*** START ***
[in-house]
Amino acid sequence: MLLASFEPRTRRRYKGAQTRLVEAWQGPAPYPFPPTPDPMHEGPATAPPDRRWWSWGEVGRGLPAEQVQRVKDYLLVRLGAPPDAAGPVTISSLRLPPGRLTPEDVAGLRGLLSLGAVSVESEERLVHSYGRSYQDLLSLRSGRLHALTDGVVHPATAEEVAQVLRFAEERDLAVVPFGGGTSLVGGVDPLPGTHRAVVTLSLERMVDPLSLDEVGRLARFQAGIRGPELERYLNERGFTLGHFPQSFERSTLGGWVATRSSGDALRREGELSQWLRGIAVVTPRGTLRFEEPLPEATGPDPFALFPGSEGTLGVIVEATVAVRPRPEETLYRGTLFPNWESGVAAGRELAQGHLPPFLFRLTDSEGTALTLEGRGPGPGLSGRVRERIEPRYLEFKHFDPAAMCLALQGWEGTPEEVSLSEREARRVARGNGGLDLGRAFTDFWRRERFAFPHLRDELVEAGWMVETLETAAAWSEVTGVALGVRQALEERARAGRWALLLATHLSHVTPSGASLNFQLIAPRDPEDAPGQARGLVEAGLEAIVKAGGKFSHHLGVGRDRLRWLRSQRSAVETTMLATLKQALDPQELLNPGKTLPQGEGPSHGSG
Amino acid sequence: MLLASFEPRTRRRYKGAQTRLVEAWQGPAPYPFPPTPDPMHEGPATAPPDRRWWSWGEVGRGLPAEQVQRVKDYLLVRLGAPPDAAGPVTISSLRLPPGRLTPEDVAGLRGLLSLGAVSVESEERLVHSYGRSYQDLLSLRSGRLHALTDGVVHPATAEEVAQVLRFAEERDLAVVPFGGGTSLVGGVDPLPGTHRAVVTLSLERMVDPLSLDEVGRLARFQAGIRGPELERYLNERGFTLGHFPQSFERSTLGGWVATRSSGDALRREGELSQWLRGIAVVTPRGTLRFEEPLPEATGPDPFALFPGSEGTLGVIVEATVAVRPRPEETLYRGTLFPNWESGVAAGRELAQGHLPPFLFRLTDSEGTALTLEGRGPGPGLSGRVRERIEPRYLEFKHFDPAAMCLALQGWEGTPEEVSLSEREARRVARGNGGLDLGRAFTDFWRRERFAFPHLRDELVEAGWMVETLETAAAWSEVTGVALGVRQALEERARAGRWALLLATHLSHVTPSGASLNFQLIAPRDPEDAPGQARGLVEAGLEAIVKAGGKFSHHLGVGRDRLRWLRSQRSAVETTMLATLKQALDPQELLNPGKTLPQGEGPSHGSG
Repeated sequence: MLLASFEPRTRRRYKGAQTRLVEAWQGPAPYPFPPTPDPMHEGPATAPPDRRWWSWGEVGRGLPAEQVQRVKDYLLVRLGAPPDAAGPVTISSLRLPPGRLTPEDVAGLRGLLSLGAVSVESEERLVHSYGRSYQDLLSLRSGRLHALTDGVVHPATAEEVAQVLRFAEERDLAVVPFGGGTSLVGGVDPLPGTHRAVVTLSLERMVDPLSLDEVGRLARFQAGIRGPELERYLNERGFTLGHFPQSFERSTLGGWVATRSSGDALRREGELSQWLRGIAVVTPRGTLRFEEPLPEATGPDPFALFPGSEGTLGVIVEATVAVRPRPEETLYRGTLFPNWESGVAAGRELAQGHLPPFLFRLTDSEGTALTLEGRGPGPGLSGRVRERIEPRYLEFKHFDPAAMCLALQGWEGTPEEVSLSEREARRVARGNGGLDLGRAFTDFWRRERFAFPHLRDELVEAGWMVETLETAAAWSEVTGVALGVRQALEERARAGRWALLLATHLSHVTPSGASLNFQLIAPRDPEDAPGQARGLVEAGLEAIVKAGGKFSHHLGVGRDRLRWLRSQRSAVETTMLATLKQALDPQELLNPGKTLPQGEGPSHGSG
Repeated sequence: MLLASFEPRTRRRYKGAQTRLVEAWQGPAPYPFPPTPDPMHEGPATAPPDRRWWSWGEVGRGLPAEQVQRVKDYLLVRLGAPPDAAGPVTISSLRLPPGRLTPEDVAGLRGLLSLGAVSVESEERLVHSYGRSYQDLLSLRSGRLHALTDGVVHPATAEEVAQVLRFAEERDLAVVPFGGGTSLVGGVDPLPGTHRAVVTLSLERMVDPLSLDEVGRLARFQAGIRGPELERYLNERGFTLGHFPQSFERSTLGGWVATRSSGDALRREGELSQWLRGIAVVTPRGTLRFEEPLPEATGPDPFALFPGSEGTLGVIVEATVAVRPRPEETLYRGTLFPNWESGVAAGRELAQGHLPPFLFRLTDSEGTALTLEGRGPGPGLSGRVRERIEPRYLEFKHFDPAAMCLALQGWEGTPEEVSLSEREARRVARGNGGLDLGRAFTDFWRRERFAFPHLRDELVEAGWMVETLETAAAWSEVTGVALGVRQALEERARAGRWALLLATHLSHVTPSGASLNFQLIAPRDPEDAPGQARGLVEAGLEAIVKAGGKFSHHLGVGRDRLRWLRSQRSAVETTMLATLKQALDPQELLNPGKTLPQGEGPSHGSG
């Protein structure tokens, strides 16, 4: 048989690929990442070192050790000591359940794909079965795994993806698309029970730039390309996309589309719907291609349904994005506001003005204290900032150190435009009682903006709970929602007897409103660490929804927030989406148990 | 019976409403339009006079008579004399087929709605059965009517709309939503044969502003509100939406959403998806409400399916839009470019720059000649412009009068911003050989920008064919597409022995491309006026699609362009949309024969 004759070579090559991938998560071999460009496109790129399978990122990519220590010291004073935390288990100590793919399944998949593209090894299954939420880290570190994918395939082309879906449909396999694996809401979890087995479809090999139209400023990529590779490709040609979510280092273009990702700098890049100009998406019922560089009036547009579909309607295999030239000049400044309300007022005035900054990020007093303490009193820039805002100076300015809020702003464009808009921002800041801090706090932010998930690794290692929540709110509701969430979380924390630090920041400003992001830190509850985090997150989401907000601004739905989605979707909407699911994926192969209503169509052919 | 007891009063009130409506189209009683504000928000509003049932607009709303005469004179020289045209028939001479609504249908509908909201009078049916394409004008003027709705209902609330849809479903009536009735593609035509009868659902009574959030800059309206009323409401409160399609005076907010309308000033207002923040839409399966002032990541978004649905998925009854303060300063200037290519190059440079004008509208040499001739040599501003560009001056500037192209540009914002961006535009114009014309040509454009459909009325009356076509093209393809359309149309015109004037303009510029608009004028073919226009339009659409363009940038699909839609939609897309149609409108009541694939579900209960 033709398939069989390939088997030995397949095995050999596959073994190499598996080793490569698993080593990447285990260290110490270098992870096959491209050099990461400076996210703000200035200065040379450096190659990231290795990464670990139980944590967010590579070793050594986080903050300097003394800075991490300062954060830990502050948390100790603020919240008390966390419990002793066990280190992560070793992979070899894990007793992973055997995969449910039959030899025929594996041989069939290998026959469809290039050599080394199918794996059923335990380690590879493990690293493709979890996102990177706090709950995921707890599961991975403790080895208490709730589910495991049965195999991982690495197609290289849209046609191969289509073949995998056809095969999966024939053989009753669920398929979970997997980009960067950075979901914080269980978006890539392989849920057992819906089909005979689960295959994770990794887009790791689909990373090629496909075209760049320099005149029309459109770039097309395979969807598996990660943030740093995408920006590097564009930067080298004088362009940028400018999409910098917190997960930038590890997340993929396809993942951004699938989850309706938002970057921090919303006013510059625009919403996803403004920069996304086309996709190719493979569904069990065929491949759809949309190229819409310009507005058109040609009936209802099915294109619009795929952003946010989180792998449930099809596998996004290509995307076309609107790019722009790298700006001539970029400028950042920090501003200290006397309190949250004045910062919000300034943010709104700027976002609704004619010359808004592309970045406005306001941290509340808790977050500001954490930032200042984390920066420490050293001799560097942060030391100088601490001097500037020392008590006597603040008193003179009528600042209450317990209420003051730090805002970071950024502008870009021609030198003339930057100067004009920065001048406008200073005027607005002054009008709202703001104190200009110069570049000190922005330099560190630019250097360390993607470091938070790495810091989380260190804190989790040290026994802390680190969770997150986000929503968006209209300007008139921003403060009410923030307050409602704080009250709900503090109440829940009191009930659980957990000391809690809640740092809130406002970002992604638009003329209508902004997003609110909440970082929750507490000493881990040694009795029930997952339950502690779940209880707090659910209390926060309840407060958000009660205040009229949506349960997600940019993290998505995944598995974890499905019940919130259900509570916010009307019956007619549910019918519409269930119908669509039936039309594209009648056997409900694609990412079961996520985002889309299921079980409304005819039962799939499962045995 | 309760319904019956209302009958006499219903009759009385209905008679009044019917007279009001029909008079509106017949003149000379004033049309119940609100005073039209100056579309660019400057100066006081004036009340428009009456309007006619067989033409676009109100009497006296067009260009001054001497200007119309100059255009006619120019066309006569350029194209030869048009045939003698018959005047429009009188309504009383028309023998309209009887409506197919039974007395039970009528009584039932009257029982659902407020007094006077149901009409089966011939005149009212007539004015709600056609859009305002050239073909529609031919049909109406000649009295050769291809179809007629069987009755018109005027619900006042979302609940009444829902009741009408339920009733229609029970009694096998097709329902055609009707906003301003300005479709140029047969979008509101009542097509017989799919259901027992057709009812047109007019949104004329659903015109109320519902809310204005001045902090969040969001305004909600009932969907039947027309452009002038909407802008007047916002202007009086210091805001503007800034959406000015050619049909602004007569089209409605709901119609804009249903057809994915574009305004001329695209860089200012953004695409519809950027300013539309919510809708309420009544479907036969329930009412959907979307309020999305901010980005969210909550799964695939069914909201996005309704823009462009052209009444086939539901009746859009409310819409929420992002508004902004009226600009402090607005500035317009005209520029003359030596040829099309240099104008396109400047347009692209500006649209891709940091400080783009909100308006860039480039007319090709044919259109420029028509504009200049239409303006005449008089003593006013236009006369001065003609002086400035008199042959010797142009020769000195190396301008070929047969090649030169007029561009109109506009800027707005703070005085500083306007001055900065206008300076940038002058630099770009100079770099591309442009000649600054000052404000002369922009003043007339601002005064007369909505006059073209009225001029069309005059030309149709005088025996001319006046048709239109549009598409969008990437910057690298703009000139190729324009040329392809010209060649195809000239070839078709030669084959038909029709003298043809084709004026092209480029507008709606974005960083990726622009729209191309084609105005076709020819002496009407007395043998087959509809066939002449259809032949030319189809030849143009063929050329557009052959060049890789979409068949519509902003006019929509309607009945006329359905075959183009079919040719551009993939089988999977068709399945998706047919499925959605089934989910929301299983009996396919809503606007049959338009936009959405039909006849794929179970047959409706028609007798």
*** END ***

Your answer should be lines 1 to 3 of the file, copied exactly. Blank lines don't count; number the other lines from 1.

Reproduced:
[in-house]
Amino acid sequence: MLLASFEPRTRRRYKGAQTRLVEAWQGPAPYPFPPTPDPMHEGPATAPPDRRWWSWGEVGRGLPAEQVQRVKDYLLVRLGAPPDAAGPVTISSLRLPPGRLTPEDVAGLRGLLSLGAVSVESEERLVHSYGRSYQDLLSLRSGRLHALTDGVVHPATAEEVAQVLRFAEERDLAVVPFGGGTSLVGGVDPLPGTHRAVVTLSLERMVDPLSLDEVGRLARFQAGIRGPELERYLNERGFTLGHFPQSFERSTLGGWVATRSSGDALRREGELSQWLRGIAVVTPRGTLRFEEPLPEATGPDPFALFPGSEGTLGVIVEATVAVRPRPEETLYRGTLFPNWESGVAAGRELAQGHLPPFLFRLTDSEGTALTLEGRGPGPGLSGRVRERIEPRYLEFKHFDPAAMCLALQGWEGTPEEVSLSEREARRVARGNGGLDLGRAFTDFWRRERFAFPHLRDELVEAGWMVETLETAAAWSEVTGVALGVRQALEERARAGRWALLLATHLSHVTPSGASLNFQLIAPRDPEDAPGQARGLVEAGLEAIVKAGGKFSHHLGVGRDRLRWLRSQRSAVETTMLATLKQALDPQELLNPGKTLPQGEGPSHGSG
Amino acid sequence: MLLASFEPRTRRRYKGAQTRLVEAWQGPAPYPFPPTPDPMHEGPATAPPDRRWWSWGEVGRGLPAEQVQRVKDYLLVRLGAPPDAAGPVTISSLRLPPGRLTPEDVAGLRGLLSLGAVSVESEERLVHSYGRSYQDLLSLRSGRLHALTDGVVHPATAEEVAQVLRFAEERDLAVVPFGGGTSLVGGVDPLPGTHRAVVTLSLERMVDPLSLDEVGRLARFQAGIRGPELERYLNERGFTLGHFPQSFERSTLGGWVATRSSGDALRREGELSQWLRGIAVVTPRGTLRFEEPLPEATGPDPFALFPGSEGTLGVIVEATVAVRPRPEETLYRGTLFPNWESGVAAGRELAQGHLPPFLFRLTDSEGTALTLEGRGPGPGLSGRVRERIEPRYLEFKHFDPAAMCLALQGWEGTPEEVSLSEREARRVARGNGGLDLGRAFTDFWRRERFAFPHLRDELVEAGWMVETLETAAAWSEVTGVALGVRQALEERARAGRWALLLATHLSHVTPSGASLNFQLIAPRDPEDAPGQARGLVEAGLEAIVKAGGKFSHHLGVGRDRLRWLRSQRSAVETTMLATLKQALDPQELLNPGKTLPQGEGPSHGSG